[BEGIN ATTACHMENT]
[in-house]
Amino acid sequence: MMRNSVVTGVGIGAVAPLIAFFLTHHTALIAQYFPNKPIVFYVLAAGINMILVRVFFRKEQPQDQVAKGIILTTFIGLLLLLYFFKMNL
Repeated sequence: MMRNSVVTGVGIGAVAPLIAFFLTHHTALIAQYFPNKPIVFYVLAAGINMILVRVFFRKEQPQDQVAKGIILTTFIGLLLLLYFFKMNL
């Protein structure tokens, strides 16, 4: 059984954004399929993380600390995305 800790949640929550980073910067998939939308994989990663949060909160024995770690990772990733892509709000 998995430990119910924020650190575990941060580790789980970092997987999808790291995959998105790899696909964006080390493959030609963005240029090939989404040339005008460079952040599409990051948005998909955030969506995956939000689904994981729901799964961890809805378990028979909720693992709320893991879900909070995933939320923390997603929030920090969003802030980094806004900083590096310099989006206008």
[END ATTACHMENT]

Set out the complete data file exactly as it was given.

[in-house]
Amino acid sequence: MMRNSVVTGVGIGAVAPLIAFFLTHHTALIAQYFPNKPIVFYVLAAGINMILVRVFFRKEQPQDQVAKGIILTTFIGLLLLLYFFKMNL
Repeated sequence: MMRNSVVTGVGIGAVAPLIAFFLTHHTALIAQYFPNKPIVFYVLAAGINMILVRVFFRKEQPQDQVAKGIILTTFIGLLLLLYFFKMNL
């Protein structure tokens, strides 16, 4: 059984954004399929993380600390995305 800790949640929550980073910067998939939308994989990663949060909160024995770690990772990733892509709000 998995430990119910924020650190575990941060580790789980970092997987999808790291995959998105790899696909964006080390493959030609963005240029090939989404040339005008460079952040599409990051948005998909955030969506995956939000689904994981729901799964961890809805378990028979909720693992709320893991879900909070995933939320923390997603929030920090969003802030980094806004900083590096310099989006206008």